“Backroads to ‘Bethlehem’…” is a fictional narrative about slave rebellion in Colonial Brazil and Jamaica. Inspired by actual events, the story unfolds in 1693, during the waning days of a militaristic, fugitive slave village in Northeast Brazil and the widening landscape of Maroon Wars, in Jamaica. The narrative follows the enculturation of West African tribes and the indigenous peoples of Latin America and the Caribbean, on a continuum of conscionable and sustained resistance. The theme focuses on the pursuits of freedom and human dignity amid the contradictions of colonialism and human slavery, all unfolding within the sleuthing Okafor family of the Quilombo dos Palmares,a militaristic Maroon village in Northeast Brazil. Exploring the beliefs of the indigenous Taino and West African communities, influenced by nearby Jesuit Orders such as the St. Raphael Mission, contributed to the blended cultural interpretations of burial customs, as well as visitations of shadow people or spiritual presences. Later, in Jamaica, as with ancient West African and Ashanti cultures, various trees play an important role in the village of Akrafena and the nearby Casa Cadiz Plantation.From the Nine Night ceremony and beliefs in survival after death, to the roaming spirits of the dead, the Silk Cotton Tree, alternatingly dubbed Spirit Tree,and Devil Tree,emits evil spells and spiritual inspiration for the invisible forces that drive the various Maroon characters and conflict, at the cultural crossroads of myth and reality.
Backroads to ‘Bethlehem’:
Odysseys ofthe Maroon Warrior, in the Shadows of the Trans-Atlantic Slave Trade
“Passage(s) to Saint-Domingue…,”is the second book in the planned trilogy. Unfolding around 1742, in the Blue Mountains of Jamaica, the journey of the Okafor family continues through the exploits of its great grandson,‘Jakobe’, born during his mother’s death-bed delirium in the militaristic Maroon village of Akrafena.Never enslaved, his odyssey begins with childhood shenanigans around the docks of Kingston Harbor and picks up as a sailor aboard the Sea Serpent,a fast, two-masted, merchant ship. Built for speed, the lightly-armed Brigantine becomes heavily involved in various nefarious activities, centering on the smuggling of illegal spirits, and banned imported fabrics, as well as a sundry of weapons and munitions.Later, on the lam in the aftermath of a revenge killing for the death of his father, Jakobe’s journey proceeds to the mountains of Saint-Domingue,the French colony on the Caribbean island of Hispaniola, where his unique fighting and seafaring skills, conjointly with black-market dealings, accrue to the benefit of his new family. His worldly travels encompasses various African-Caribbean communities within the sprawling landscapes of the British Colonial and French Colonial empires, especially his embroilment with the mountain Mawon[Maroons] of Saint-Domingue,during the run up to the island’s successful insurrection, and the abolition of slavery, up to and including the hushed-up but historic victory of the enslaved over the French, in the Battle of Vertières,on November 18, 1803. About six weeks later, on January 1, 1804, “Haiti,” heretofore “Ayiti,” the indigenous Taínoname for Saint-Domingue, proclaimed its independence, becoming the first Black Republic in the world.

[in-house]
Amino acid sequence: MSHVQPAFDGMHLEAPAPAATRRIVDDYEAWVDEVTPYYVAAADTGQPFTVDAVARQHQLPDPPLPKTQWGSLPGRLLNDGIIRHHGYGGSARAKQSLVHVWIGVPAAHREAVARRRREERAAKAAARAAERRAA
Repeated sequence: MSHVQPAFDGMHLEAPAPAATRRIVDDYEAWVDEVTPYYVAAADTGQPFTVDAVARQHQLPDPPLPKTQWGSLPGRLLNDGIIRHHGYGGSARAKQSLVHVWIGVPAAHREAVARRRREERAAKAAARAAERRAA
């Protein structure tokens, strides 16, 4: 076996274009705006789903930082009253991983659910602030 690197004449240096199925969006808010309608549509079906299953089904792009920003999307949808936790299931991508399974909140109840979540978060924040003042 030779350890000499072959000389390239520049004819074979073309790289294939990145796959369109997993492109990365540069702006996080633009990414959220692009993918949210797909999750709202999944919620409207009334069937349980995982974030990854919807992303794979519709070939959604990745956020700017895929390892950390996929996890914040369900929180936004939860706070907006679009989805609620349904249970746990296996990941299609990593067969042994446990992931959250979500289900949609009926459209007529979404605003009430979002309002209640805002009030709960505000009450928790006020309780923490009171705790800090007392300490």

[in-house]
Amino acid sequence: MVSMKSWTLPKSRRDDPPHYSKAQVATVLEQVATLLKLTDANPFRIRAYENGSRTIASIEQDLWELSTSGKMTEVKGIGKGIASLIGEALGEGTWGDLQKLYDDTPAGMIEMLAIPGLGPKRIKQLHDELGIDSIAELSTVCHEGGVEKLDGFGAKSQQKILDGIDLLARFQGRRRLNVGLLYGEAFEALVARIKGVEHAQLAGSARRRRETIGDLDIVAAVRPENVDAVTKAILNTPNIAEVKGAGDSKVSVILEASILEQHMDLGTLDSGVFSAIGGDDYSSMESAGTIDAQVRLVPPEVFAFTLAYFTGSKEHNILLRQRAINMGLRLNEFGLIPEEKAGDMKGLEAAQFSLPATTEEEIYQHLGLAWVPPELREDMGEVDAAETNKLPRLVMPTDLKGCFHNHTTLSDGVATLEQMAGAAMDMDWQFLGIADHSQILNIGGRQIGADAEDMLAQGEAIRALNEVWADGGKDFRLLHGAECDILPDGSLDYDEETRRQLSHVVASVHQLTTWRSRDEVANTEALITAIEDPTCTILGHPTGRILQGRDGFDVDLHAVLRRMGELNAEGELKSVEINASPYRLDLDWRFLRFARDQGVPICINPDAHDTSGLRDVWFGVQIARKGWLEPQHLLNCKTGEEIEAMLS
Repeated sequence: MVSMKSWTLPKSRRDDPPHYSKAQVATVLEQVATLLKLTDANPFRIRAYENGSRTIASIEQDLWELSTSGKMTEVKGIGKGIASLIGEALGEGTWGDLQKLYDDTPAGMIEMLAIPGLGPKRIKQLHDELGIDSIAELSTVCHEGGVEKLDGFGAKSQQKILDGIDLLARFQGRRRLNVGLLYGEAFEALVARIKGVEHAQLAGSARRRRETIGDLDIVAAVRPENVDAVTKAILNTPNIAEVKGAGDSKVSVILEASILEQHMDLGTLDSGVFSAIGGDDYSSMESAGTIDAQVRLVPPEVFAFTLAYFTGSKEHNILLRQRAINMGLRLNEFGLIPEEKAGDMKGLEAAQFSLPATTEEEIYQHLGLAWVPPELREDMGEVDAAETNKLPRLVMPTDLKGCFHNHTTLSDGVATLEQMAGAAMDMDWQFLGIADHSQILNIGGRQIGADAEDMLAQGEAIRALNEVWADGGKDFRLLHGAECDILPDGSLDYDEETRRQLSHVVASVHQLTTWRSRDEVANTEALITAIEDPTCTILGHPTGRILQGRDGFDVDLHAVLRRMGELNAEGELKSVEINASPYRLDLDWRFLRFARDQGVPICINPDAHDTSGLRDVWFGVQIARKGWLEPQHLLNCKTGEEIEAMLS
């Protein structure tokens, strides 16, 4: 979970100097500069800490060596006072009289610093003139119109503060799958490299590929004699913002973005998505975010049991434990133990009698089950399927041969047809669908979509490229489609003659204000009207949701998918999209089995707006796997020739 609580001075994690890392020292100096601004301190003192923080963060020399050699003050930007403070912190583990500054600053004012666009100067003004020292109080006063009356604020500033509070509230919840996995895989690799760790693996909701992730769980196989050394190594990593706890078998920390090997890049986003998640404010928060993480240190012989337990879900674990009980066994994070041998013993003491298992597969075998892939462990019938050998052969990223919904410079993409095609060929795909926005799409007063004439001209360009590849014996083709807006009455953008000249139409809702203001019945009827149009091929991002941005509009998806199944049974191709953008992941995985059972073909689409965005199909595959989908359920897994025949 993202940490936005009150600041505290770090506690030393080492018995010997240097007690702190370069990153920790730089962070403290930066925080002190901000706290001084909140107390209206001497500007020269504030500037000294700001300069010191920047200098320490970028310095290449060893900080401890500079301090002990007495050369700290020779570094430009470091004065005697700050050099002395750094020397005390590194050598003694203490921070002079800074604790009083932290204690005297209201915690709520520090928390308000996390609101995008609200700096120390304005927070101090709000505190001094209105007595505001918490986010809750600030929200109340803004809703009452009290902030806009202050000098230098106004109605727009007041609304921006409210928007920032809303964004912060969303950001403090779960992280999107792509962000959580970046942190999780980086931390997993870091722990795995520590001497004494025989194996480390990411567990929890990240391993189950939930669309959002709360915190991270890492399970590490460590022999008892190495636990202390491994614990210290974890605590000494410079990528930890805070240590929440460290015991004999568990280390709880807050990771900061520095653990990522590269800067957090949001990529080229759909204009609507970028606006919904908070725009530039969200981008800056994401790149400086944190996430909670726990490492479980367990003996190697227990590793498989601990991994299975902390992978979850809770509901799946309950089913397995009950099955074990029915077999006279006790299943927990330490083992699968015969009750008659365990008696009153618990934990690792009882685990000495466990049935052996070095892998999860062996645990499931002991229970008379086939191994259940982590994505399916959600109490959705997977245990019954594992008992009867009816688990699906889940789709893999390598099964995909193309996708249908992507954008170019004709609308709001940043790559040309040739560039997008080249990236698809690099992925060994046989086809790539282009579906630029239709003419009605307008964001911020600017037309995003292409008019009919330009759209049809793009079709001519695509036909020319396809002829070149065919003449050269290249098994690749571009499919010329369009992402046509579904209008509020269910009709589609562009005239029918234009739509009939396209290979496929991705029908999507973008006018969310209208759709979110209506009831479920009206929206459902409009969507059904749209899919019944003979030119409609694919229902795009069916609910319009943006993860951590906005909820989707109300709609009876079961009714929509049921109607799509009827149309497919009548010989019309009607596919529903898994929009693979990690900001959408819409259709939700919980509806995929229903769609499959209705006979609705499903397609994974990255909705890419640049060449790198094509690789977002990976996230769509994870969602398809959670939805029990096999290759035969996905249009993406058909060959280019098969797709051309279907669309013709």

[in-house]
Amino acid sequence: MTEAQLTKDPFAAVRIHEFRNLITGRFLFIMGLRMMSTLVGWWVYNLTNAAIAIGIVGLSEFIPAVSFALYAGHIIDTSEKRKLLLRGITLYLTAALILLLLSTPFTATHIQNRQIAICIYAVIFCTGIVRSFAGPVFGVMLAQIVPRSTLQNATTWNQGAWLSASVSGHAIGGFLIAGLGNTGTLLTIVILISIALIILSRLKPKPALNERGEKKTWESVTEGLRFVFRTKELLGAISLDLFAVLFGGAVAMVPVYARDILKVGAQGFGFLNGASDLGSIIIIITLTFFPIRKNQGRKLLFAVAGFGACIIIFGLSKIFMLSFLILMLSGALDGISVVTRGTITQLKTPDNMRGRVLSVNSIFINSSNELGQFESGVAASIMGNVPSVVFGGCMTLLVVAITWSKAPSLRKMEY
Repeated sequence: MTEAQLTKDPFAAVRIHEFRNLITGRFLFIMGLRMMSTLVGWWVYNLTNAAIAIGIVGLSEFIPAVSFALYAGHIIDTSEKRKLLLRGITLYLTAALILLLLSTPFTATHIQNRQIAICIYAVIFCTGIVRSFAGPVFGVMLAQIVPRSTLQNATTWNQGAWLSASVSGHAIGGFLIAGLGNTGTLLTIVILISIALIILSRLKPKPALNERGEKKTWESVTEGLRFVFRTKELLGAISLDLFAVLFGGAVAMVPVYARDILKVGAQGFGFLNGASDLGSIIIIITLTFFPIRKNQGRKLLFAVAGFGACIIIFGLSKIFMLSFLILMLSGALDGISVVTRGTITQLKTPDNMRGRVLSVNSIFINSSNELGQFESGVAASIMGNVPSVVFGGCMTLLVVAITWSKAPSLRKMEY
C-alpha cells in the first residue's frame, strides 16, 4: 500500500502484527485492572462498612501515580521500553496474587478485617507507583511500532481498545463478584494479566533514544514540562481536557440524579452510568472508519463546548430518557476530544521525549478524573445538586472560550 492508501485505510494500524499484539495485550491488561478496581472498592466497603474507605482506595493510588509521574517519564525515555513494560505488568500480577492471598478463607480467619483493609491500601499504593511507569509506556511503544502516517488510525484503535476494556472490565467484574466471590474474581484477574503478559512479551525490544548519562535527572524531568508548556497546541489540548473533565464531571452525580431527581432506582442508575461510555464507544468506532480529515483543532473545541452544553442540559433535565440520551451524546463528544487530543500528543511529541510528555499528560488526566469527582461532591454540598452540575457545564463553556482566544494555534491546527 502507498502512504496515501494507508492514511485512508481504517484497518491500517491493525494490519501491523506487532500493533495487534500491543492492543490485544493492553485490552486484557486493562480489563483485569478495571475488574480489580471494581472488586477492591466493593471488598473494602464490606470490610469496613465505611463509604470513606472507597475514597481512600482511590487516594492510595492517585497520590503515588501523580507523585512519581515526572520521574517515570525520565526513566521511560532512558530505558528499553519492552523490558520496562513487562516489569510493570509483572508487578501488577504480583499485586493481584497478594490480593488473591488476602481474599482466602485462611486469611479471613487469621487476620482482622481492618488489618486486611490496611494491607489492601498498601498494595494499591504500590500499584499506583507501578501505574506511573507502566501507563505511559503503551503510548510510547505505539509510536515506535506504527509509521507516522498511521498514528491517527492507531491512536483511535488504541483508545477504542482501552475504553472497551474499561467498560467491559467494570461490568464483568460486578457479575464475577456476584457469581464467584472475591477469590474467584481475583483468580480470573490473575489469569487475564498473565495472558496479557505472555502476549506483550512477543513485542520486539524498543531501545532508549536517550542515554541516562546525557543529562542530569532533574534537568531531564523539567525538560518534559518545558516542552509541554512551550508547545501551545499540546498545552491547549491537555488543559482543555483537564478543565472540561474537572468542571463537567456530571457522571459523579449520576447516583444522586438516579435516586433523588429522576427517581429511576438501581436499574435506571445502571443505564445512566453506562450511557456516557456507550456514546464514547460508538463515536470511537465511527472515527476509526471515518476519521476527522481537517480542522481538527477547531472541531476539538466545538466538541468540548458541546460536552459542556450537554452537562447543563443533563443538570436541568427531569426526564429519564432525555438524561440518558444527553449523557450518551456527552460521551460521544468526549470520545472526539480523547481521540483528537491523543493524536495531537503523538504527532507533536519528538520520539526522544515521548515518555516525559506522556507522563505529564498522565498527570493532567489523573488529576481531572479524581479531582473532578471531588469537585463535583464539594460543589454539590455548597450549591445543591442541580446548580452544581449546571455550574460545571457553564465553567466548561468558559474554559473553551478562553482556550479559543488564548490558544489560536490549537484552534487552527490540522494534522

Passage(s) to Saint-Domingue:
‘Jakobe’s Journey’, Overture to the Gathering of Vultures
“Children of the Swamp…” (working title only) the third book in the trilogy keeps the ball rolling, early in the 19th century, encompassing the wanderings of hidden maroon settlements in the United States, and their quests for survival, and marronage, including life in the Great Dismal Swamp, and the periphery of plantation life in Virginia and North Carolina, as well as the coastal Gullah-Geechee Low-Country region of South Carolina and Georgia.